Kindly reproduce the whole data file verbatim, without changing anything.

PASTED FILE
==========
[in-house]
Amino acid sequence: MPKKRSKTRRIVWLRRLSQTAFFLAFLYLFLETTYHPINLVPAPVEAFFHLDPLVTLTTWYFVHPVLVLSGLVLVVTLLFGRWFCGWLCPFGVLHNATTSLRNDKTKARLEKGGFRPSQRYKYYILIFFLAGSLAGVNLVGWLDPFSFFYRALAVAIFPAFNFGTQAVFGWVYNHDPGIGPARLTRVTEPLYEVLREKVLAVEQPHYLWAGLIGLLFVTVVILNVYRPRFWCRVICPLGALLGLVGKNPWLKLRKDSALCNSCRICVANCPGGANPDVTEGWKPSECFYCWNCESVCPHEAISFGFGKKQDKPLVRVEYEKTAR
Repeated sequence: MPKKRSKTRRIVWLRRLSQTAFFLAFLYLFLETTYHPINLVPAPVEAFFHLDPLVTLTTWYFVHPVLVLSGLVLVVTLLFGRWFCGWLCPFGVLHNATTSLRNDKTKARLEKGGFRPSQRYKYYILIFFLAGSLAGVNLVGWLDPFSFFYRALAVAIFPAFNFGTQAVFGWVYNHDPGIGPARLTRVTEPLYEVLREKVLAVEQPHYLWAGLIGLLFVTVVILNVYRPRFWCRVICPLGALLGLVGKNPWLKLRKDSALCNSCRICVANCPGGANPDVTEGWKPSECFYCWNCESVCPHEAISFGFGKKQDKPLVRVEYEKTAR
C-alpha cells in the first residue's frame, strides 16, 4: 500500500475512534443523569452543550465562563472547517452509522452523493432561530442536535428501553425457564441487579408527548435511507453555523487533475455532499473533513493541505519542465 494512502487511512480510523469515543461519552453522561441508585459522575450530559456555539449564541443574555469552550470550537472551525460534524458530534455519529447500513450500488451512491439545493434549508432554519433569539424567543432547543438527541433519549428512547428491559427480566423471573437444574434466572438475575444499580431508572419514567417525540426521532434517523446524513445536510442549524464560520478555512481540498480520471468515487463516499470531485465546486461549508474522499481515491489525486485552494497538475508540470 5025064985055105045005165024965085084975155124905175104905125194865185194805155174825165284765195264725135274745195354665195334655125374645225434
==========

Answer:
[in-house]
Amino acid sequence: MPKKRSKTRRIVWLRRLSQTAFFLAFLYLFLETTYHPINLVPAPVEAFFHLDPLVTLTTWYFVHPVLVLSGLVLVVTLLFGRWFCGWLCPFGVLHNATTSLRNDKTKARLEKGGFRPSQRYKYYILIFFLAGSLAGVNLVGWLDPFSFFYRALAVAIFPAFNFGTQAVFGWVYNHDPGIGPARLTRVTEPLYEVLREKVLAVEQPHYLWAGLIGLLFVTVVILNVYRPRFWCRVICPLGALLGLVGKNPWLKLRKDSALCNSCRICVANCPGGANPDVTEGWKPSECFYCWNCESVCPHEAISFGFGKKQDKPLVRVEYEKTAR
Repeated sequence: MPKKRSKTRRIVWLRRLSQTAFFLAFLYLFLETTYHPINLVPAPVEAFFHLDPLVTLTTWYFVHPVLVLSGLVLVVTLLFGRWFCGWLCPFGVLHNATTSLRNDKTKARLEKGGFRPSQRYKYYILIFFLAGSLAGVNLVGWLDPFSFFYRALAVAIFPAFNFGTQAVFGWVYNHDPGIGPARLTRVTEPLYEVLREKVLAVEQPHYLWAGLIGLLFVTVVILNVYRPRFWCRVICPLGALLGLVGKNPWLKLRKDSALCNSCRICVANCPGGANPDVTEGWKPSECFYCWNCESVCPHEAISFGFGKKQDKPLVRVEYEKTAR
C-alpha cells in the first residue's frame, strides 16, 4: 500500500475512534443523569452543550465562563472547517452509522452523493432561530442536535428501553425457564441487579408527548435511507453555523487533475455532499473533513493541505519542465 494512502487511512480510523469515543461519552453522561441508585459522575450530559456555539449564541443574555469552550470550537472551525460534524458530534455519529447500513450500488451512491439545493434549508432554519433569539424567543432547543438527541433519549428512547428491559427480566423471573437444574434466572438475575444499580431508572419514567417525540426521532434517523446524513445536510442549524464560520478555512481540498480520471468515487463516499470531485465546486461549508474522499481515491489525486485552494497538475508540470 5025064985055105045005165024965085084975155124905175104905125194865185194805155174825165284765195264725135274745195354665195334655125374645225434